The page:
Recently I blogged about the new EU Data Protection reforms and the challenges that organizations will face when they have to comply to the regulation. There has been a lot of opposition from all camps about how strict these regulations are, whether or not they are going to be enforced and more importantly how are they going to be enforced?
The EU Committee has said that search engines, social networks and certain cloud computing services should specifically be brought within the scope of the forthcoming European data protection reforms. In an official opinion, the European Economic and Social Committee said that “specific mention should be made of the fact that social networks fall within the scope of the regulation, not only when they are involved in profiling for commercial purposes.” The opinion further states that search engines should expressly come within the scope of the regulation and that “the same should go for the sites of servers providing storage space and, in some cases cloud computing software, that can collect data on users for commercial ends.”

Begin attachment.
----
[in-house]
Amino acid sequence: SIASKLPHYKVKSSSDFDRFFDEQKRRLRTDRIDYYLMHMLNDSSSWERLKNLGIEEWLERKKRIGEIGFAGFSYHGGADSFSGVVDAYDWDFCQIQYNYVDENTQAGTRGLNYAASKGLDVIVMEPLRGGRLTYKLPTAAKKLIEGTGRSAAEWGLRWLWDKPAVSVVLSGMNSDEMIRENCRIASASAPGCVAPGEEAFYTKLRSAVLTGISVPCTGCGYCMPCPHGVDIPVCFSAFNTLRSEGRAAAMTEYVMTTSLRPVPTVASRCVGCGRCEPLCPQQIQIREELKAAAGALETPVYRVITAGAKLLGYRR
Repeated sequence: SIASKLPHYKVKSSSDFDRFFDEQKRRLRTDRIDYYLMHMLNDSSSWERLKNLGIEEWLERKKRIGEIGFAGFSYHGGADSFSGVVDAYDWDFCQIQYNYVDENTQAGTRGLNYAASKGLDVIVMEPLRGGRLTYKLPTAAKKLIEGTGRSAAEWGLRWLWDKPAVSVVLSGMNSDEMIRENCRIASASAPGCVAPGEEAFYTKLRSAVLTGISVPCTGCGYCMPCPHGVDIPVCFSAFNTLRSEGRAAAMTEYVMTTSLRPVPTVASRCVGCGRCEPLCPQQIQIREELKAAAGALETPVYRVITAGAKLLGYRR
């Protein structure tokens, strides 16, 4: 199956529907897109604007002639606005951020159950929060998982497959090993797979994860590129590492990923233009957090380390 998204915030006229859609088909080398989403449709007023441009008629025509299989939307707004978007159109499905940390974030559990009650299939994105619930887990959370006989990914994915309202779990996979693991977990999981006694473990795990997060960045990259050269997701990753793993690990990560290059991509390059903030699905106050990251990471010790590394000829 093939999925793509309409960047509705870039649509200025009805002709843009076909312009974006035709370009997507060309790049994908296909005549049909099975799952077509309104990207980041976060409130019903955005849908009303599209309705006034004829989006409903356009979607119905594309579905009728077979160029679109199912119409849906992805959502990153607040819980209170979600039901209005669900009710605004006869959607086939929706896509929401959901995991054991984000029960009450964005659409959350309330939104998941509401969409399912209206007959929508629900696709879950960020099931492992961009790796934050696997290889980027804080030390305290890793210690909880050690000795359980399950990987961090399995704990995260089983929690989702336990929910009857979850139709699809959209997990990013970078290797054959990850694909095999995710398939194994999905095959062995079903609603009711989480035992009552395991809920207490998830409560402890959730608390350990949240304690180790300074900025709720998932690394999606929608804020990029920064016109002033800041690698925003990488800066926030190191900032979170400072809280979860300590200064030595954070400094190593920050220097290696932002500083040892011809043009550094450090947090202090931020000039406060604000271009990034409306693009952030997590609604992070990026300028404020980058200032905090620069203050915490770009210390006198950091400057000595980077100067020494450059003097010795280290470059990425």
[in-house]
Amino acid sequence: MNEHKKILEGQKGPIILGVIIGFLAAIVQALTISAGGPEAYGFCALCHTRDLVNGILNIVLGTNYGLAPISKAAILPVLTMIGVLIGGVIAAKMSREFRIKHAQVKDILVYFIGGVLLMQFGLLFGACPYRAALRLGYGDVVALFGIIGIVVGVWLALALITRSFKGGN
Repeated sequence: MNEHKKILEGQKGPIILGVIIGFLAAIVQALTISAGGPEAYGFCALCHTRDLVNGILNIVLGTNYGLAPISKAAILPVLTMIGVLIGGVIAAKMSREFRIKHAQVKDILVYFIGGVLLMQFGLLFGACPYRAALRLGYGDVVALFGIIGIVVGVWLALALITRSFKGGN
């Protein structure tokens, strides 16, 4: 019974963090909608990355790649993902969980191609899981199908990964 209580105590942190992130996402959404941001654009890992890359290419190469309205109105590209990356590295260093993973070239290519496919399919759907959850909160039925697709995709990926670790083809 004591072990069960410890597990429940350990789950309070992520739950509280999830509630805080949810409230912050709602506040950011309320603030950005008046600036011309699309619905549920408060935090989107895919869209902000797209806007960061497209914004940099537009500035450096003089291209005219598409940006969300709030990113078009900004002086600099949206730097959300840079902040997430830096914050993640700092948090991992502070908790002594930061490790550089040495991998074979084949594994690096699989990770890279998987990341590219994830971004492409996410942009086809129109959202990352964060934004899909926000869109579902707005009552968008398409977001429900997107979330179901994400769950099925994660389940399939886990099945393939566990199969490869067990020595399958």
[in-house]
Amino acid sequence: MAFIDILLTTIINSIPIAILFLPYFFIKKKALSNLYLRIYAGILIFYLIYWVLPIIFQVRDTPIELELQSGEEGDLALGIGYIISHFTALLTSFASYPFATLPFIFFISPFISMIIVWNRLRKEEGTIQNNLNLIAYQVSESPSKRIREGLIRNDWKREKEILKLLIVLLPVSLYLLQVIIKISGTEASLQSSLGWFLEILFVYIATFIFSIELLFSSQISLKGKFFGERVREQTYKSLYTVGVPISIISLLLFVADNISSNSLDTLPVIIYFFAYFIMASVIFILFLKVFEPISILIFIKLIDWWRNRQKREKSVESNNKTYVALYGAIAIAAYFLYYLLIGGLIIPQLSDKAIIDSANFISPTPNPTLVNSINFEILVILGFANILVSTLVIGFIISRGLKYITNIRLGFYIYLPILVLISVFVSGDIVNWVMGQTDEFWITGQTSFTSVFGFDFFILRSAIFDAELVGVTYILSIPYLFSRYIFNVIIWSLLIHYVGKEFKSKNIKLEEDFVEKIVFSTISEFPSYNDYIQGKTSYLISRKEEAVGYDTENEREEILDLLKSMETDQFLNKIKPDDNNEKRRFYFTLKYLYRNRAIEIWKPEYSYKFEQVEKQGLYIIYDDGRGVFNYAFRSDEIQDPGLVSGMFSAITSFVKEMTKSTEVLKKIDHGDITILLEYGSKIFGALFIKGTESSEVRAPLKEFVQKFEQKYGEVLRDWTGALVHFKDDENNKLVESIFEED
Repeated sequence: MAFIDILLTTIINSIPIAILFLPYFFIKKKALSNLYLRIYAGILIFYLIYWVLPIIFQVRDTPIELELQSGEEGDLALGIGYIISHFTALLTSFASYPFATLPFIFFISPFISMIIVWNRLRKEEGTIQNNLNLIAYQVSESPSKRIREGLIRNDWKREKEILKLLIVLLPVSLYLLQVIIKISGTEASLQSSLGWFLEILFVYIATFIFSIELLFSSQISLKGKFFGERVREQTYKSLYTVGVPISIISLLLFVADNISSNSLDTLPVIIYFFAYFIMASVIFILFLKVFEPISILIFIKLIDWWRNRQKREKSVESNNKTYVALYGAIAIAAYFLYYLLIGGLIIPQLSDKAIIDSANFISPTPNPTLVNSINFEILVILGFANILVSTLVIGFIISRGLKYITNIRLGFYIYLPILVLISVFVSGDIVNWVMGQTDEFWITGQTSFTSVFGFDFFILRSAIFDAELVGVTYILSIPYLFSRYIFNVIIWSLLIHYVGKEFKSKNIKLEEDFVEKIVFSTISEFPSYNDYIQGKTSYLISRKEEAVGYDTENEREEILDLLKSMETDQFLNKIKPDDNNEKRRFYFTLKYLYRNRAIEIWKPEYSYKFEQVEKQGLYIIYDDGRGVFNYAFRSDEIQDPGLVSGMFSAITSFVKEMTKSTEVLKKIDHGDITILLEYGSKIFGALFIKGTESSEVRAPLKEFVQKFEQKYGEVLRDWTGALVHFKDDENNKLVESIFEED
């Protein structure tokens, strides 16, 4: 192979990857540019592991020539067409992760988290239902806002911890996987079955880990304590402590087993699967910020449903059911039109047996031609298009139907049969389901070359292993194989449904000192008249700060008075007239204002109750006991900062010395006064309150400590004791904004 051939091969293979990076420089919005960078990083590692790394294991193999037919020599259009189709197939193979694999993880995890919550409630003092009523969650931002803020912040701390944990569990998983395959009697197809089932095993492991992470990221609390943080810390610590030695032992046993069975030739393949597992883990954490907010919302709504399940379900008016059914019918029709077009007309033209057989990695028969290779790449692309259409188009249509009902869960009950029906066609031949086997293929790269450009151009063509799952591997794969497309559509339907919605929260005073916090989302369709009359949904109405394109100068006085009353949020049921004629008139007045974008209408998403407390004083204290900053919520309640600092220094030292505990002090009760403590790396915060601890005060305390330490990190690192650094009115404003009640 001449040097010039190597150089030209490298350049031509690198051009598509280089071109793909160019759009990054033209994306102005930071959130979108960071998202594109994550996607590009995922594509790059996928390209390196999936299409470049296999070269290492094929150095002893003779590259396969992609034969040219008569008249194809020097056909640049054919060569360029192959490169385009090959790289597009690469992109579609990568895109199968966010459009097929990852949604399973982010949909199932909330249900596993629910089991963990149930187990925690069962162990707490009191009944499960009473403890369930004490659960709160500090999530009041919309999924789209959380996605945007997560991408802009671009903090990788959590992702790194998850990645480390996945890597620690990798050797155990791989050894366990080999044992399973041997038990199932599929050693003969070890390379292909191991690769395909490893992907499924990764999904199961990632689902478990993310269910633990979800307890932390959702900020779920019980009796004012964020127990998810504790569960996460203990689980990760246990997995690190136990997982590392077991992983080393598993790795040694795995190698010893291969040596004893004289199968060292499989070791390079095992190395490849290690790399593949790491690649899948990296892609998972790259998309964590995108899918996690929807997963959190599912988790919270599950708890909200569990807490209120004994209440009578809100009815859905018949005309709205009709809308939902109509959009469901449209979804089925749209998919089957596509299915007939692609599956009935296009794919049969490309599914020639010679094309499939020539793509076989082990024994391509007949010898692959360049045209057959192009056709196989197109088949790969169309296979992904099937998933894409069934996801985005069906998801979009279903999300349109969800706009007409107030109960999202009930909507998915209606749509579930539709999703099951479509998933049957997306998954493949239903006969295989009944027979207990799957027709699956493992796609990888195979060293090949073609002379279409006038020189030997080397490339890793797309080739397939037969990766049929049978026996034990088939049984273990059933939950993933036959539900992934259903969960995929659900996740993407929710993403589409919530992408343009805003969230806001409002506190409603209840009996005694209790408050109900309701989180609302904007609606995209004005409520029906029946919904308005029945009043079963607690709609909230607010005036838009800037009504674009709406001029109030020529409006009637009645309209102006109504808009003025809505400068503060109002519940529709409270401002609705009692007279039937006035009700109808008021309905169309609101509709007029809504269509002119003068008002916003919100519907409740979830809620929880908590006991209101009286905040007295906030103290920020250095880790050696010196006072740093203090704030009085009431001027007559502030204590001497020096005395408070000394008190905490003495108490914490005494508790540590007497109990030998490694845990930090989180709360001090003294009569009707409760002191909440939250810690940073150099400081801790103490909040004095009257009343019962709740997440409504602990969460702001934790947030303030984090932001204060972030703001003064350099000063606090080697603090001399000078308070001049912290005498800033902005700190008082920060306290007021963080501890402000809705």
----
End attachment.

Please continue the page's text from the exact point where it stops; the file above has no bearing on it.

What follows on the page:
This all sounds very sensible but how is the EU going to regulate and enforce the rules across search engines and clouds. Imagine if you had personal data on EU citizens which was held in a Cloud in India and used by a search engine in the US. Who is going to point the finger and say ‘you can’t do that!’ no-one I suspect. It is going to be a complicated business and whilst I do agree that the rules should apply to everyone including government, organizations, search engines, social media sites and cloud being able to manage and monitor who owns the data and what regulation applies to it will be a big challenge. Maybe there will be a new ‘QSA’ function that comes out of all this?